There's a beautiful ride right near my place around the grounds of Osaka Castle. The Castle is situated on a peak and the surrounding park is large, so I had seen it in the distance a number of times as I made excursions near my place.
Last night, I went for a ride around it with a guy named Vince, who I met when I first got here. At night, there are relatively few people around and you can ride fast through the corridors of the massive walls, over the moats, and eventually into the inner sanctuary. The castle itself is lit up like a massive beacon. As we charged in, I imagined a samurai army swarming the grounds, scaling the walls over the fallen bodies of their underlings.
As is the case with many Japanese Castles, however, the main tower of Osaka-jo (大阪城) is a reconstruction. The modern structure was opened to the public in 1997 and replaced an earlier reconstruction that was destroyed by Allied bombs during the Second World War. What remained of the original tower was destroyed during the Meji Restoration, when the grounds were turned into an army barracks. The current reconstruction is conveniently outfitted with an elevator, which you see in the foreground of this picture.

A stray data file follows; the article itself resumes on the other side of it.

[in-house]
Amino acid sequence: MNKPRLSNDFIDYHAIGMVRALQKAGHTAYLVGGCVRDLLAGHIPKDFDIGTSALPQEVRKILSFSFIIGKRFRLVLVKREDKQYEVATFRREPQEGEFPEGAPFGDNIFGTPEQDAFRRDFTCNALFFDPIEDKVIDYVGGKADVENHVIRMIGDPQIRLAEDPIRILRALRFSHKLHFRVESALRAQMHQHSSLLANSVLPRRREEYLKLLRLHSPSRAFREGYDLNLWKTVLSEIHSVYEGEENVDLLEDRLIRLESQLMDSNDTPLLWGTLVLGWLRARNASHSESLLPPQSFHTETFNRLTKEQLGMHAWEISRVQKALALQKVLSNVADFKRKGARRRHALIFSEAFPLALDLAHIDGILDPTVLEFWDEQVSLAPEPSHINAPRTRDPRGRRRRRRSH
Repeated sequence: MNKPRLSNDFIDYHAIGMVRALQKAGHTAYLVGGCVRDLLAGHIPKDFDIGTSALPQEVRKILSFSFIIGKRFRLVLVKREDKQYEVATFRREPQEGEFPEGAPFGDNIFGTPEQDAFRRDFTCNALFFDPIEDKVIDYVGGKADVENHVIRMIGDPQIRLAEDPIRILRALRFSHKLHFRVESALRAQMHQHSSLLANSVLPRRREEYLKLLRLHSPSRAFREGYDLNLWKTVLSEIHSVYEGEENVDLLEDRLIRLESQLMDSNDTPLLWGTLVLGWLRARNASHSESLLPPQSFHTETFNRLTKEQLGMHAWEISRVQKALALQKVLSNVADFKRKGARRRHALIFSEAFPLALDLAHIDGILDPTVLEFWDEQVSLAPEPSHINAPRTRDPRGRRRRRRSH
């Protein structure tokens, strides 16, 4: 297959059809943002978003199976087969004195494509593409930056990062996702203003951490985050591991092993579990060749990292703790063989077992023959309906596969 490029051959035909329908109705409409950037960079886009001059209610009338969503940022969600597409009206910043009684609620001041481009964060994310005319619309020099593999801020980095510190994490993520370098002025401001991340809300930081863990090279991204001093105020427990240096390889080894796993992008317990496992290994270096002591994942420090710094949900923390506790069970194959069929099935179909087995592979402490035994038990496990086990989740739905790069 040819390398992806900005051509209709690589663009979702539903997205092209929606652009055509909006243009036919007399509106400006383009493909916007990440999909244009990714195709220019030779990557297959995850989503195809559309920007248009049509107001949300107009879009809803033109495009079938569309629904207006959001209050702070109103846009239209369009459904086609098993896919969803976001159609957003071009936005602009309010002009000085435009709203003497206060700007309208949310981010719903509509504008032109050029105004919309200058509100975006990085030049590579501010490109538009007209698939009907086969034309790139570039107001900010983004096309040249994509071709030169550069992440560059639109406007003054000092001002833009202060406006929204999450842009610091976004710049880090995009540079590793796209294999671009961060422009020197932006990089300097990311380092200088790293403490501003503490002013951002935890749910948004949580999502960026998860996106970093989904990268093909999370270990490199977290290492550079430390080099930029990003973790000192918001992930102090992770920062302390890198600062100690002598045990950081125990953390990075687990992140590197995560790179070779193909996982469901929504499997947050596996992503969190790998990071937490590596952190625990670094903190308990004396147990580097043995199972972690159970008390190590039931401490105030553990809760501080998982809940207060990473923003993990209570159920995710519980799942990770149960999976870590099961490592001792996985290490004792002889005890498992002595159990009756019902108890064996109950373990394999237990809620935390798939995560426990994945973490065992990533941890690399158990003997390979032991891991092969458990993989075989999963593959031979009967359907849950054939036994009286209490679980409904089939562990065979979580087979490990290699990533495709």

Today, Ken and I went up to the northern part of town to meet with Takanori, a specialist in Indian mathematics who was a Ph.D. student in the States with Alex. Takanori and I will meet once a week to read some texts, so we had a preliminary discussion of how to proceed. Since the Kansai region has one of the biggest concentrations of specialists in the history of Indian mathematics in the world, Ken was adamant that I should study Sanskrit with Takanori and begin to read Indian texts as soon as possible. At length, however, it was agreed that Takanori and I would read Arabic on Monday, and Ken and I would read Greek on Wednesday. We then all read a few theorems of the Spherics.